Winter haters in Minnesota have had much to complain about in the last week with lots of snow, cold temperatures, and lots of events and activities cancelled. Perhaps our writers are hunkered down awaiting warmer weather (or failed to read Amy Gage’s post or still enjoying a post-City of Lakes Loppet high), but it was a pretty light week and here it all is:
Brit Builds an ADU: Infill and Transportation is part 3 of Brit Anbacht’s planning an ADU for their property (Part one is who might build one and why; part two is about architects). This time, Brit asks, “As part of the city’s desire to reduce congestion by encouraging public transit Accessory Dwelling Units are not required to have additional parking space of their own. We are likely to either replace our current two car garage with a one or two spot garage thus either reducing private parking or maintaining the current parking capacity. As such, how will our new tenant get around the city?” And answers the question with a detailed account of the transit connections, bike links, and the possibility of living in their ADU without a car.
What Can Walkers Learn From Winter Cyclists? asks Amy Gage. In a nutshell, that there is no bad weather, just inappropriate clothing. But, people on bikes riding in subzero temps know they need good gear and “Winter walking gear may sound expensive — long coat engineered for below-zero wind chills, face mask and hat, various gloves and mittens, walking boots and moisture-wicking socks, Yaktrax and a reflective vest — though it is far cheaper than the cost of car maintenance, when you consider oil changes, tire rotation, insurance premiums and license plate renewal.” There’s also a plug to review the Saint Paul Pedestrian Plan (comments closed Friday, February 8).
St. Paul 2040 Could Learn Something from St. Paul 1922 by Evan Roberts shows us the 1922 zoning map and notes the simplicity, “Aspects of the map are worth considering for resurrection. Throughout the residential areas of the city, the height limit with no setbacks was 40 feet, essentially allowing 4 stories everywhere. In residential areas for every foot of setback a building could be one foot taller. With a ten foot setback it would be possible to build five stories.”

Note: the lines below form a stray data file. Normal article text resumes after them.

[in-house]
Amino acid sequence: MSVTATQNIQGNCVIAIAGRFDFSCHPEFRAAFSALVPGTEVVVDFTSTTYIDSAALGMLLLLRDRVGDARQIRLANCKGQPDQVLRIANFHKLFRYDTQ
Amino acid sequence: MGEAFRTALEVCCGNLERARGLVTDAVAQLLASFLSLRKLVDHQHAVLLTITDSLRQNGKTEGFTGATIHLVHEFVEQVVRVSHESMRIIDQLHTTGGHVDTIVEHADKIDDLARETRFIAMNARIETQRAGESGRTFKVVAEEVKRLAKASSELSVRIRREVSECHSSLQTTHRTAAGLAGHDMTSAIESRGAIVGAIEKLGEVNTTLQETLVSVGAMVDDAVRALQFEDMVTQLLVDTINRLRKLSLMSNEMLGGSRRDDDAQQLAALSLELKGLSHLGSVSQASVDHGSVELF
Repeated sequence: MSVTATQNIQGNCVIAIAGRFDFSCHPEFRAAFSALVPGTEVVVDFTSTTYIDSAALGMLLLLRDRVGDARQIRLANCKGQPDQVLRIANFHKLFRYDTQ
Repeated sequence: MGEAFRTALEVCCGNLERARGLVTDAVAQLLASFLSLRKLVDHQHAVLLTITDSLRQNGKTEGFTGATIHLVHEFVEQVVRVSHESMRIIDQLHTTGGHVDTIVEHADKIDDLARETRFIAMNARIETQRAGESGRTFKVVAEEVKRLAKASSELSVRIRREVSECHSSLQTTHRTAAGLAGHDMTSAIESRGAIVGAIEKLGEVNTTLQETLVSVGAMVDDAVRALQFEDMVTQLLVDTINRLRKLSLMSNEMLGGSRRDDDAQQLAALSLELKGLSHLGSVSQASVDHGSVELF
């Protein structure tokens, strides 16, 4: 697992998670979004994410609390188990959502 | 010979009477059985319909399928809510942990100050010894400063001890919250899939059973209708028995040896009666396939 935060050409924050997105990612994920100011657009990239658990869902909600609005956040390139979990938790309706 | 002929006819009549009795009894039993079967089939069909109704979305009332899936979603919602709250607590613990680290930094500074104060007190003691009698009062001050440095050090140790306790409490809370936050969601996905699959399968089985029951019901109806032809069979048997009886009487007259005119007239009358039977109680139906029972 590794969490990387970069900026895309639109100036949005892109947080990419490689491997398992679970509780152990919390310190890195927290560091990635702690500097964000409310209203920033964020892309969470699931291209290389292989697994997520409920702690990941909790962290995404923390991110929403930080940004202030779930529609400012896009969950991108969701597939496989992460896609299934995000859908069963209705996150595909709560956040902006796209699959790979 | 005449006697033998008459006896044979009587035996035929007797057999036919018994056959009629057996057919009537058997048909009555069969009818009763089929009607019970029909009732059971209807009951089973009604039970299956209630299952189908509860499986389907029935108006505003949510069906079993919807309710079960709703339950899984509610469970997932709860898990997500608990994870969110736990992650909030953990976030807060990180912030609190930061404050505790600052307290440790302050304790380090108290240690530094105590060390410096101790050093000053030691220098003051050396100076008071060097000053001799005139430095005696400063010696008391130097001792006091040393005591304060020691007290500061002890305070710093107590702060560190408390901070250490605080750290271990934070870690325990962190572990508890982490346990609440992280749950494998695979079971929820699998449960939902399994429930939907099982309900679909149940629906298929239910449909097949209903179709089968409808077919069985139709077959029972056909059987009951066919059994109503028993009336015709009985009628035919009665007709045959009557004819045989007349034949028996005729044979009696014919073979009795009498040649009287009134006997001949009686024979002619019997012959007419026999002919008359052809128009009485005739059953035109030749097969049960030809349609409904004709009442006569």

Paul Jahn uses Google Maps in the Minneapolis Bottineau Neighborhood to find his way around and get to interesting places via Google reviews. In a post from summer 2017 updated for 2019 to help you dream about warm weather, “The Bottineau neighborhood is at the very north end of the 3rd ward. Google Maps does make it a bit easier to navigate around,” and find bars, bikes, and ball fields.
Baby Biking Book Bleg is a request by Adam Miller for childrens’ book recommendations for his small daughter (add your thoughts in the comments to the post) The other day as I was reading her a book about a truck stop, which she also loves, and thought, gee, maybe I need to get her some books that are less internal combustion powered. I love that she loves these topics, and will continue to encourage her to be excited to ride trains and buses or go past a construction site, but let’s read about riding bikes too.
National Links: The Curb of the Future is in Cincinnati from Jeff Wood at the Overhead Wire.
Map Monday: Saint Paul What Even Am I Looking At asks Bill Lindeke, “Here’s a map on the wall at the new Treasure Island Center in downtown Saint Paul, which is the old Macy’s Building which was the old Dayton’s, which was designed by famous mall architect and quasi-pedestrian-focused architect Victor Gruen to be a windowless box. Today it has windows in it thanks to a drastic deconstructive remodel courtesy of the Saint Paul Port Authority, which owns the building now.” Commenters seem equally baffled by the map markings and possible significance. You can try your eye:
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